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Tell us a story grandpa sized

Grandpa shares a story across the generations.

By Guest Blogger Deanna Shoss

Okay, this is a blatant, gratuitous pitch for the book The Grandest Love: Inspiring the Grandparent-Grandchild Connection—but it’s not what you think….I’m talking about it being a great book for MOM. And not the grandma mom, but the mom mom…or in my case, me.

It’s timely to mention, seeing as Mother’s Day is coming up in just about a month. But this thing about grandparents lamenting and evolving their relationship with grandkids as they age is not just for grandparents.

Hey, I’m the parent!

I see my child getting older, towering over me (he’s now, at 15, 5’11” to my 5’3”). He’ll always be my baby, but he is growing up, and indeed I can see the empty nest on the horizon. Like many a busy mom I’m married and committed to a great relationship with my husband, I own my own business and am busy with clients, I teach aerobics, and, I’ve got three years left at home with an amazing son. How do I make the most of it?

That’s where I found Jerry’s book to be so helpful!

Here are three things that Jerry outlines in his book for grandparents to enter their grandchild’s world. Don’t tell, but I’m taking these for me!

  1. Never say “how was your day” again.

Jerry advocates for never asking “how was your day,” suggesting that a “fine” or “grunt” is the most common answer. Check out the school website, or see what books he has lying around. Make Macbeth references—a cringe is even better than a grunt! Or ask—“oh, I had to read that year’s ago…what was the thing about the blood on the hands?” Even “did your teachers do anything weird today” might start an unexpected conversation.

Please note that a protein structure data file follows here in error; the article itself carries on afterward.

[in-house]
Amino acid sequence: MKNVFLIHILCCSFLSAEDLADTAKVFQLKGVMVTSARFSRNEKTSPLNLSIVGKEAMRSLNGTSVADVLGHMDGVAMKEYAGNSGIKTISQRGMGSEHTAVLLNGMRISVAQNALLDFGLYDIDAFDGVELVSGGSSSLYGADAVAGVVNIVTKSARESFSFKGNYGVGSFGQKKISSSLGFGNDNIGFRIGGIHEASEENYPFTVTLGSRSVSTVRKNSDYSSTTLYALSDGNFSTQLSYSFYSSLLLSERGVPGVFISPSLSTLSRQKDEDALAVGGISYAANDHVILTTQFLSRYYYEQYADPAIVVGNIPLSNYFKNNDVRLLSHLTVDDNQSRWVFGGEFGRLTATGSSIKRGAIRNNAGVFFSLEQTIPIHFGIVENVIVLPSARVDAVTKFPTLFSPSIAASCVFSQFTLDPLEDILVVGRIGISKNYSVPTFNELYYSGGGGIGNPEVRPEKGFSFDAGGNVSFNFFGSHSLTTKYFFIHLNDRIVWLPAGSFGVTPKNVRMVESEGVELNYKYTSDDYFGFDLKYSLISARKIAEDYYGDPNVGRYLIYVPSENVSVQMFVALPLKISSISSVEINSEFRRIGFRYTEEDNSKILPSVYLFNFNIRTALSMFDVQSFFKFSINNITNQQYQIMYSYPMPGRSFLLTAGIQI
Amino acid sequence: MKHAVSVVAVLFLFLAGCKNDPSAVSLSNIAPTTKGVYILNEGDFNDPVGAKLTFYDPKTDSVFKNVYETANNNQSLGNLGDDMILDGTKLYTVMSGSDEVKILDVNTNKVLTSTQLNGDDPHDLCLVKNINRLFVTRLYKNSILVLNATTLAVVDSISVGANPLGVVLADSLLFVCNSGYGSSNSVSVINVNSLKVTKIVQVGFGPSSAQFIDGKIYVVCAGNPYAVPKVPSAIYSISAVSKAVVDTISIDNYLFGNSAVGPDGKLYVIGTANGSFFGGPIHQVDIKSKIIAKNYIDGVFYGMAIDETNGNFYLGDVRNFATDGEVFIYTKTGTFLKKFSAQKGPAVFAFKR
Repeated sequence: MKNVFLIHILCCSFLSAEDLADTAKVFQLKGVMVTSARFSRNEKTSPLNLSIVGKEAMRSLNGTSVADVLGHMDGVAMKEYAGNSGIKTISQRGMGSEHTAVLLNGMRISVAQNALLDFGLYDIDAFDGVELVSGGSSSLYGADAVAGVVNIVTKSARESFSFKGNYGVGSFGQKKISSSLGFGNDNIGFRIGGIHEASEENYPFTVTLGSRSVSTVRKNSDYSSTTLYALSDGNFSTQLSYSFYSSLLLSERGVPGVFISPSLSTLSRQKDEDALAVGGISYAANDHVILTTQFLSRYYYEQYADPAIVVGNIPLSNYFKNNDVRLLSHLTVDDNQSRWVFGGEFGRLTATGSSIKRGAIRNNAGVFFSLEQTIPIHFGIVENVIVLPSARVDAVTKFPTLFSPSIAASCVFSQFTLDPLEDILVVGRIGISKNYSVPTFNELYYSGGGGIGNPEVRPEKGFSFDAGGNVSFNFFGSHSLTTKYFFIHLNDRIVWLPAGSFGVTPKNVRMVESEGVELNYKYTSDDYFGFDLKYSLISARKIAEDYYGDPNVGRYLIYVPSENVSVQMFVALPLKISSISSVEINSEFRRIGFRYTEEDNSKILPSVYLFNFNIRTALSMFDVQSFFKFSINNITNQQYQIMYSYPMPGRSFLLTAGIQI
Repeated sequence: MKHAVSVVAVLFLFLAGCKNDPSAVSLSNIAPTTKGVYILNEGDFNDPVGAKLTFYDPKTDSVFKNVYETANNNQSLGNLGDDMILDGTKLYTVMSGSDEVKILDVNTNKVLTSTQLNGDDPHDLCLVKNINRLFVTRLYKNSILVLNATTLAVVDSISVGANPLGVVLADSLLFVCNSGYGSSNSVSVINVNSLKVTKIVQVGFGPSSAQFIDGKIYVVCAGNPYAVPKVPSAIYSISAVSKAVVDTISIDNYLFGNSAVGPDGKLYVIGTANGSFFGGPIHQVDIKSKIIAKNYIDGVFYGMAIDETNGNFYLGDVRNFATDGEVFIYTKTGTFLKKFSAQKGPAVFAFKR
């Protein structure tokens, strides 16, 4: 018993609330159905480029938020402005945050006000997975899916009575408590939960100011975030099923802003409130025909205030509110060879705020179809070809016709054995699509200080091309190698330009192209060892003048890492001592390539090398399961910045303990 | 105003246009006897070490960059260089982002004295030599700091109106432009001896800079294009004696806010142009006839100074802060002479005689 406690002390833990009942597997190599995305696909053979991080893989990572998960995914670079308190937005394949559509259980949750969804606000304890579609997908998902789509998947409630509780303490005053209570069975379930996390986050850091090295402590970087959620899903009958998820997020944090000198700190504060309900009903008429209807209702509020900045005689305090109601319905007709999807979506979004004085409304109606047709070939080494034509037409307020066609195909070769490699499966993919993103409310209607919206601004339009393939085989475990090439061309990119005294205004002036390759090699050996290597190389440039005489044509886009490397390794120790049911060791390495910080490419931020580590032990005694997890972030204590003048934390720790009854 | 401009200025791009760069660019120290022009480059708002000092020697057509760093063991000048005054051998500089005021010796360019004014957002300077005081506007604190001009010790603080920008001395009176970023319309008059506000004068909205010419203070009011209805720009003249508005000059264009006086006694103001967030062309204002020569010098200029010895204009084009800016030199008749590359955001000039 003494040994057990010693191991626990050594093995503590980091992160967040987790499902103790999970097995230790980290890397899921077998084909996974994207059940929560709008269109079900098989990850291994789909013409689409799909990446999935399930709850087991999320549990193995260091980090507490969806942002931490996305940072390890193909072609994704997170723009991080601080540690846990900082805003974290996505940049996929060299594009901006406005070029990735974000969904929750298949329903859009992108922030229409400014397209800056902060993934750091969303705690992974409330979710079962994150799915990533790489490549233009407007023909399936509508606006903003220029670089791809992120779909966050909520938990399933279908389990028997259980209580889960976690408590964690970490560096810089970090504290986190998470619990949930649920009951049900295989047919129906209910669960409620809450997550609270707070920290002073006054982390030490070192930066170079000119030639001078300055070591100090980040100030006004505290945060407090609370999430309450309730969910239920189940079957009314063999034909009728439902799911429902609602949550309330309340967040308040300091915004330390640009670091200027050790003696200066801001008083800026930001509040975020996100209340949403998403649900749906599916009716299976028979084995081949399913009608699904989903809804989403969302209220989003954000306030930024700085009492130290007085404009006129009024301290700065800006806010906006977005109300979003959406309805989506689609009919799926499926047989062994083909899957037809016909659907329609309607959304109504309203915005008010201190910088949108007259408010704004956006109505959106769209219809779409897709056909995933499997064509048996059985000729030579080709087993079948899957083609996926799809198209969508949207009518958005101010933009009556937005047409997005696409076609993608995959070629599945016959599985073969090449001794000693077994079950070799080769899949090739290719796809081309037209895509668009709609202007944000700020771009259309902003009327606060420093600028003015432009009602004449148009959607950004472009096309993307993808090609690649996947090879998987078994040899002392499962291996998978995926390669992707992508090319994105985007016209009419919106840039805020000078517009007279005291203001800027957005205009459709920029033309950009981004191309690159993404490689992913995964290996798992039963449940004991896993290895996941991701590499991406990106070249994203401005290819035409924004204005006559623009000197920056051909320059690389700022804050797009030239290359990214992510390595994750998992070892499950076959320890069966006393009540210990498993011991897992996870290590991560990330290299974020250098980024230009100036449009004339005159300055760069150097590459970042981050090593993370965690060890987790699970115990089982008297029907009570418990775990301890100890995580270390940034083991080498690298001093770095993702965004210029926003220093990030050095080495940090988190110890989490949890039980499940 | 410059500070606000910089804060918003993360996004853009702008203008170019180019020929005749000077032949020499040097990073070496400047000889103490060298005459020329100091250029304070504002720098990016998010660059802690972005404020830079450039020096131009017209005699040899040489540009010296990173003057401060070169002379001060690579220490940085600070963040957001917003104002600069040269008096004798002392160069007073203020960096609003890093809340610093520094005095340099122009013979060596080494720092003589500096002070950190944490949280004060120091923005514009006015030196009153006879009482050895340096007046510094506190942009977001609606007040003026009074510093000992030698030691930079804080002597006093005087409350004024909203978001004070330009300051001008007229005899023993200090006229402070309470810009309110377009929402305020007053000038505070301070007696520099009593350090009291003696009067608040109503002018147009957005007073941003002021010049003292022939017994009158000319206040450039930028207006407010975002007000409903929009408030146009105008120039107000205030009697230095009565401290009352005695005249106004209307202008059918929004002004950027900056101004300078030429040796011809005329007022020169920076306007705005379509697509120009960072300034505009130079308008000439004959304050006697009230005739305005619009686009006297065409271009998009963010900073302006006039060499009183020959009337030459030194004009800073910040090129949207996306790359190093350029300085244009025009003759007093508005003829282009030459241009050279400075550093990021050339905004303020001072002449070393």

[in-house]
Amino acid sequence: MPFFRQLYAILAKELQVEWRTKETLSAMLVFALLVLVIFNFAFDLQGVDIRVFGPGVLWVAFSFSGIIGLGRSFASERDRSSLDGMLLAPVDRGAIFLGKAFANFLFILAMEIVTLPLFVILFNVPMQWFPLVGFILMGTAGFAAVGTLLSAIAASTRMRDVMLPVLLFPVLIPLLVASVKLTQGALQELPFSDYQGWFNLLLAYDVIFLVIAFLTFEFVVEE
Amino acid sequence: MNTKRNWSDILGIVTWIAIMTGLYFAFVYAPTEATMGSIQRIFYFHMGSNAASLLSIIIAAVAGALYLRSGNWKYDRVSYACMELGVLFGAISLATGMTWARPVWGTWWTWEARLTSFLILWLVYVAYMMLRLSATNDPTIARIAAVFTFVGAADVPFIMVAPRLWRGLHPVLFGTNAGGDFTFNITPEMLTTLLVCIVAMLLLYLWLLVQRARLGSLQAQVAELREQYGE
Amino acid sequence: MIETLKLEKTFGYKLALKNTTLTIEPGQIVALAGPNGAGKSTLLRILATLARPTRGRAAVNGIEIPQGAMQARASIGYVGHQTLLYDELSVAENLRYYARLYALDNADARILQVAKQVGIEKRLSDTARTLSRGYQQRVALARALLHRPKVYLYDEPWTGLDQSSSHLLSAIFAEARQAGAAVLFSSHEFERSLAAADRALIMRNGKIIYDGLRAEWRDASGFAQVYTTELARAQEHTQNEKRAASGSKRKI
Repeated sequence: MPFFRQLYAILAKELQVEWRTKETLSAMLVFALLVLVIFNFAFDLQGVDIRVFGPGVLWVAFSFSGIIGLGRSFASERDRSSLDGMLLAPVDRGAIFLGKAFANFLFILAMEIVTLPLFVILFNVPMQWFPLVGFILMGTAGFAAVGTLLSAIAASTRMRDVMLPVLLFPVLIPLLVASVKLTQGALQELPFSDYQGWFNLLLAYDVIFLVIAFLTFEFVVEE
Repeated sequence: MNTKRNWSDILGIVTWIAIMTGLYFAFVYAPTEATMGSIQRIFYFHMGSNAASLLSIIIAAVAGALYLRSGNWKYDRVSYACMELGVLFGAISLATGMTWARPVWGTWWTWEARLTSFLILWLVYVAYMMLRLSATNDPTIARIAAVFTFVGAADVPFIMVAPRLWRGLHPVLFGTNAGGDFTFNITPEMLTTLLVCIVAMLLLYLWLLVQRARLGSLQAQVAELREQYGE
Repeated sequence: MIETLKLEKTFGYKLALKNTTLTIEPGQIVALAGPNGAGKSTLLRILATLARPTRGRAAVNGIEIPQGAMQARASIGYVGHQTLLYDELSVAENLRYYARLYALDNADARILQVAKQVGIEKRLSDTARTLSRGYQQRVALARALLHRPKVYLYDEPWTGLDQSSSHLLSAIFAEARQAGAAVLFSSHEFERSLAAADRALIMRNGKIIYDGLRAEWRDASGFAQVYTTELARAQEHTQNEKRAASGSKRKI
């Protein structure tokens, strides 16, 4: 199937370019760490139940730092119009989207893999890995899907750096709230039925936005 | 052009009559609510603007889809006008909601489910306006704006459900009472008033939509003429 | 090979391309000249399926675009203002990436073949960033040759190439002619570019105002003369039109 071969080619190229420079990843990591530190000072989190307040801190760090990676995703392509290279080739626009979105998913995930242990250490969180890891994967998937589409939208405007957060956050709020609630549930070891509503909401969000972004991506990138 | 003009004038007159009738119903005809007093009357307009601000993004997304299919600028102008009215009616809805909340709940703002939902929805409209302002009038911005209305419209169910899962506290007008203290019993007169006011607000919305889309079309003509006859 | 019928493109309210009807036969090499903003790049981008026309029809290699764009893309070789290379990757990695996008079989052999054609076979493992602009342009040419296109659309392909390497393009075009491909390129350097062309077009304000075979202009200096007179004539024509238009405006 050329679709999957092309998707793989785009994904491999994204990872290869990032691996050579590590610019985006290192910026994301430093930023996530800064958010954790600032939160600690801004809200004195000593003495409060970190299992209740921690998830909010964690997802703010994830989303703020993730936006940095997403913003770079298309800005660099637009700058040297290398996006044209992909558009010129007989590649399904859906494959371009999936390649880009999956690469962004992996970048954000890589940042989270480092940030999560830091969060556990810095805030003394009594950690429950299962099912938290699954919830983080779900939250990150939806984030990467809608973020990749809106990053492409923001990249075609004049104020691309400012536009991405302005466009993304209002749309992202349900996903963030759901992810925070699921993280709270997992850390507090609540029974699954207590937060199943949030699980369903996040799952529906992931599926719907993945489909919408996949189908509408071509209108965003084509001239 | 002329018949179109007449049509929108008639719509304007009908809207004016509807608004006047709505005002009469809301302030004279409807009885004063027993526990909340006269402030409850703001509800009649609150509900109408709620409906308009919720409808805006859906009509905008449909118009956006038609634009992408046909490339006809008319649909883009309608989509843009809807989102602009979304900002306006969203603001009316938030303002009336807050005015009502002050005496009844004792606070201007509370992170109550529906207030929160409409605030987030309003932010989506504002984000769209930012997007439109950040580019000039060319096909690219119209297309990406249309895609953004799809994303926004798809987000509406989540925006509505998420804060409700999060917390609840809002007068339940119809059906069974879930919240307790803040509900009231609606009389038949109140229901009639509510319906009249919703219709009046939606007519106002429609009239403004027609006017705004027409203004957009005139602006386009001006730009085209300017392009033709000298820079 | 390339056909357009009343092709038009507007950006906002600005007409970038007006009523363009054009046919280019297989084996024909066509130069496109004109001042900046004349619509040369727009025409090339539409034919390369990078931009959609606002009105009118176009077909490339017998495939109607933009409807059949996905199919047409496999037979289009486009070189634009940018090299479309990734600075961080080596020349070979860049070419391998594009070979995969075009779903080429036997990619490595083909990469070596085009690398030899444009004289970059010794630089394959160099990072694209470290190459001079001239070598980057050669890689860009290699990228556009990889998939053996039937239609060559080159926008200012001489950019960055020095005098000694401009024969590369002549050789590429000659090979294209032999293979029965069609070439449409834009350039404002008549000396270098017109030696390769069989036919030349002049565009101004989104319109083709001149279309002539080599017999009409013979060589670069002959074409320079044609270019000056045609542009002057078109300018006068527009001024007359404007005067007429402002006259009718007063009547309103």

1. Know that “I hate you” is developmentally appropriate.

I know, I wish they would never say it, but if you operate from what Jerry calls “mature love” you will know it’s not really about you. In fact, if anything, it means your child is so assured of your love and support that they can risk getting angry. Mature love says you know your child loves you, and something like “I hate you” probably means something else is going on. I might not go as far as Jerry’s example…bring the kid a bowl of ice cream and come back later, but I will not respond back with anything I would regret saying, and that I wouldn’t mean anyway.

  1. Encourage the Grandparent-Grandchild Connection.

Sometimes as parents we too have had hard days or just don’t have all the answers. “Call your Grandma” or “Call Grandpa” can cheer a grandparent up, but also can be a place for special bonding. Parents (mine) are more apt to share stories with my son than me. Even all these years later it’s hard for them to get out of the role of advising, or the more common conversations now about their health or upcoming medical procedures. With my son, however, there’s still a sparkle and a desire to share stories and a legacy. And I know my son will share them with me, so everyone wins.

So, that’s my two-cents and a gratuitous plug for Jerry’s great book/workbook. Written for grandparents but great for parents whose kids are aging and spreading their wings.

Buy the book on Amazon or Barnes and Noble, or find more places to buy the book here.

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